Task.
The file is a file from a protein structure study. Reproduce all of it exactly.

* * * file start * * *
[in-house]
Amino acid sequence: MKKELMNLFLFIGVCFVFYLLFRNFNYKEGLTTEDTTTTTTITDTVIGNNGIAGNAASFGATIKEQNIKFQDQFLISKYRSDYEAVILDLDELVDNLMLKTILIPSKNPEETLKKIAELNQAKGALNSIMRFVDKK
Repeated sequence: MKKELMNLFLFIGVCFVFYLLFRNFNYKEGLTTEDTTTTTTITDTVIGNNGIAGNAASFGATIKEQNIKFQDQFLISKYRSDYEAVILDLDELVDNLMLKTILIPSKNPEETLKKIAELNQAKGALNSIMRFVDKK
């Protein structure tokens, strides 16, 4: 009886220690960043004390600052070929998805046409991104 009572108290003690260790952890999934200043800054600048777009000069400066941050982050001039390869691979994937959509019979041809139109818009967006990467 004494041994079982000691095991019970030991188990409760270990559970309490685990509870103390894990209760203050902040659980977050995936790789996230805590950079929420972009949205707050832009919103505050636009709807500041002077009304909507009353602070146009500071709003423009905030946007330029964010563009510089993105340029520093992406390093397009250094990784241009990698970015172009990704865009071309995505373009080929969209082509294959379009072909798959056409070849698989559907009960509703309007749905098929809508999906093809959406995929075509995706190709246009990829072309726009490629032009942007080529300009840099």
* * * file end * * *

[in-house]
Amino acid sequence: MKKELMNLFLFIGVCFVFYLLFRNFNYKEGLTTEDTTTTTTITDTVIGNNGIAGNAASFGATIKEQNIKFQDQFLISKYRSDYEAVILDLDELVDNLMLKTILIPSKNPEETLKKIAELNQAKGALNSIMRFVDKK
Repeated sequence: MKKELMNLFLFIGVCFVFYLLFRNFNYKEGLTTEDTTTTTTITDTVIGNNGIAGNAASFGATIKEQNIKFQDQFLISKYRSDYEAVILDLDELVDNLMLKTILIPSKNPEETLKKIAELNQAKGALNSIMRFVDKK
């Protein structure tokens, strides 16, 4: 009886220690960043004390600052070929998805046409991104 009572108290003690260790952890999934200043800054600048777009000069400066941050982050001039390869691979994937959509019979041809139109818009967006990467 004494041994079982000691095991019970030991188990409760270990559970309490685990509870103390894990209760203050902040659980977050995936790789996230805590950079929420972009949205707050832009919103505050636009709807500041002077009304909507009353602070146009500071709003423009905030946007330029964010563009510089993105340029520093992406390093397009250094990784241009990698970015172009990704865009071309995505373009080929969209082509294959379009072909798959056409070849698989559907009960509703309007749905098929809508999906093809959406995929075509995706190709246009990829072309726009490629032009942007080529300009840099």